This reflection is the fourth in a series – links to the first three reflections can be found below.
The first reflection
The second reflection
The third reflection

Recognizing our own sins, taking responsibility for them, repenting of them, and forgiving ourselves for our failings [this is a surprisingly hard step – forgiving ourselves as part of our repentance] – this is quite a difficult set of steps that we undertake every day of our lives. It becomes even more difficult when there is another person involved, and infinitely more challenging when that other person has sinned against ME. When I’m the one who’s been harmed and I am in the position of needing to extend forgiveness to another.

Forgiving my brother is obviously a difficult thing, and we can see this by remembering the words of Christ and the writings of the Fathers of the Church. Our Lord tells us that He will “forgive our debts, as we forgive our debtors.” From this mention in the Our Father we can see that forgiving others is a thing we must learn to do, and also that it must be a difficult thing, since Christ to attached our own forgiveness to it. St. John Climacus (author of the Ladder of Divine Ascent) has many things to say about the remembrance of wrongs (failure to forgive), among them:
“Remembrance of wrongs is the consummation of anger, the keeper of sins, hatred of righteousness, ruin of virtues, poison of the soul, worm of the mind, shame of prayer, cessation of supplication, estrangement of love, a nail stuck in the soul, pleasureless feeling cherished in the sweetness of bitterness, continuous sin, unsleeping transgression, hourly malice…Some, for the sake of forgiveness, give themselves up to labours and struggles, but a man who is forgetful of wrongs excels them. If you forgive quickly, then you will be generously forgiven. The forgetting of wrongs is a sign of true repentance. But he who dwells on them and thinks that he is repenting is like a man who thinks he is running while he is really asleep.”*

Failing of refusing to forgive others is commonly known as ‘remembrance of wrongs.’ This doesn’t mean simply that we have a memory, but that when we recall the offense we continue to have a passionate reaction. We carry memories around with us, this is a product of our being human, and our capacity for memory is not inherently evil. Forgiveness does not equal forgetting – this phrase is popular in our culture, but wrong. When we forgive that does not mean that we erase all memory of an offense from our brain – that is biologically impossible and foolish to expect of ourselves. Forgiveness is the erasure of an offense’s hold on us, the letting go of all passion (anger, hurt, disappointment, etc.) aroused by a certain offense. The memory remains, but we soon quit thinking about it when our reaction to it has gone away.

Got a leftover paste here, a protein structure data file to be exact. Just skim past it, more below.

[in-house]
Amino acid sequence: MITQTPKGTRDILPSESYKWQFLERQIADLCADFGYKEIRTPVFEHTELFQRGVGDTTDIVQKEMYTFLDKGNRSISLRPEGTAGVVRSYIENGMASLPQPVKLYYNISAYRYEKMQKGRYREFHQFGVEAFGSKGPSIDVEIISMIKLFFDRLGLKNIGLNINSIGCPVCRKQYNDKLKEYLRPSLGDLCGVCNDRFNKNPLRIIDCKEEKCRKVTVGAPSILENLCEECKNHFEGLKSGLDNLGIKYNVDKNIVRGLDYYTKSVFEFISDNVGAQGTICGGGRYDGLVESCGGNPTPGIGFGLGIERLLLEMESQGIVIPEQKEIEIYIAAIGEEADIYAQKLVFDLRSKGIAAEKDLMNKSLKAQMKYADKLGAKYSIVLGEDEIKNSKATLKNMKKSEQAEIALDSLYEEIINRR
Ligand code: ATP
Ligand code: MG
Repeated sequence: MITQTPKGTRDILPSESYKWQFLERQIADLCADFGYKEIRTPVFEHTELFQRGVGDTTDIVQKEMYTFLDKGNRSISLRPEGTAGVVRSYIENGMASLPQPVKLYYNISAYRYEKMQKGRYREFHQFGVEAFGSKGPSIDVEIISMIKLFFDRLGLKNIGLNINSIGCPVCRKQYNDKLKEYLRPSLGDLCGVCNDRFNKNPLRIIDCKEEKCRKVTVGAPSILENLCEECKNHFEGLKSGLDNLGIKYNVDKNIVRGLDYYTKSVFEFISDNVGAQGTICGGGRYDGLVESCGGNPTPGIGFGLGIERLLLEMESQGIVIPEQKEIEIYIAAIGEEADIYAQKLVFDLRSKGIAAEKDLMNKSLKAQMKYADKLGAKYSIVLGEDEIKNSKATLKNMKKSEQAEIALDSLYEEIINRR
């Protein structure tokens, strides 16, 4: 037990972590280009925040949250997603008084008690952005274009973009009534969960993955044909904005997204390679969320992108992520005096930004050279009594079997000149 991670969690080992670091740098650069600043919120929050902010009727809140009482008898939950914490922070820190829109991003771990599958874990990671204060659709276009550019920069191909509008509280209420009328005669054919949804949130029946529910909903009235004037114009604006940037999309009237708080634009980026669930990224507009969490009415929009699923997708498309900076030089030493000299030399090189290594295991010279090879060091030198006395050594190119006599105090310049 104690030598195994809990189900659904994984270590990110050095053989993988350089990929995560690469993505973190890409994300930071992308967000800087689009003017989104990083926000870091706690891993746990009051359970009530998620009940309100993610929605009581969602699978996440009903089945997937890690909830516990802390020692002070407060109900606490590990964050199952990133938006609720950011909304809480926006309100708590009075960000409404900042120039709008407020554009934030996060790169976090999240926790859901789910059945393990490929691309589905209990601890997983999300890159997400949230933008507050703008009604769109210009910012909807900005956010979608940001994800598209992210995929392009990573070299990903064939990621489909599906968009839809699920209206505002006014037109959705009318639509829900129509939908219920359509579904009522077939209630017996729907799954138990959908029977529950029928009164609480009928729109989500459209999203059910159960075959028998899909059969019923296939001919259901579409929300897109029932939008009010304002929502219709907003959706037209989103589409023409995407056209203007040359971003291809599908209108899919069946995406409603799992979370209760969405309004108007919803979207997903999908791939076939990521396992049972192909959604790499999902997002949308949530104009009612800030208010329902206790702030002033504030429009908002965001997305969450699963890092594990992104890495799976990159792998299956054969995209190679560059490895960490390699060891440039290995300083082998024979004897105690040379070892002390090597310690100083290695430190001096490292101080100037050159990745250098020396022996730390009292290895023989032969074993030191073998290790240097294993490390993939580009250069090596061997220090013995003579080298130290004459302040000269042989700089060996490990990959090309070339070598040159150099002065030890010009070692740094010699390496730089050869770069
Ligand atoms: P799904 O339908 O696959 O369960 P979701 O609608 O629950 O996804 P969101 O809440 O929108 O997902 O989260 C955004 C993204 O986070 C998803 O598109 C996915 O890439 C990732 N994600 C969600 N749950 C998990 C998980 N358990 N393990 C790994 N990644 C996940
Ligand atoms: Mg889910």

As thoughts come to the surface during our times of silence, remembrance of wrongs is a type of thought that we need to stop, analyze, and deal with. So, how do we do this?

1 – pray for the grace and strength to forgive;
2 – pray for this grace as you remember the thought;
3 – pray to be able to let go of your passion;
4- [this is, for me, the key step that we hear about very infrequently, and really the main reason I wrote this reflection] – if we have remembrance of wrongs, this means that there are people we’ve failed to forgive. There’s a reason we’re struggling to extend this forgiveness, and it’s a profound thing for our salvation. If I’ve been unable to forgive someone for an offense against me, it’s very often the case that we see something of ourselves in this person and in their offense – we’re reminded of something in ourselves that we despise – so we condemn this evil in another instead of taking ownership of our sin and repenting.

Approaching this 4th step takes great humility, discernment, patience, and grace. We have to look at the particular situation, and search out, in prayer, our own secret sin – what about me keeps me from forgiving my brother. If we can begin to honestly search out these sins in our remembrance of wrongs, we can seek forgiveness ourselves, and we’ll find ourselves able to ‘forgive our debtors.’

*from The Ladder of Divine Ascent, Holy Transfiguration Monastery, 2001 : Step 9 “On remembrance of wrongs (or, resentment, malice, rancor, spite),” pp.87-89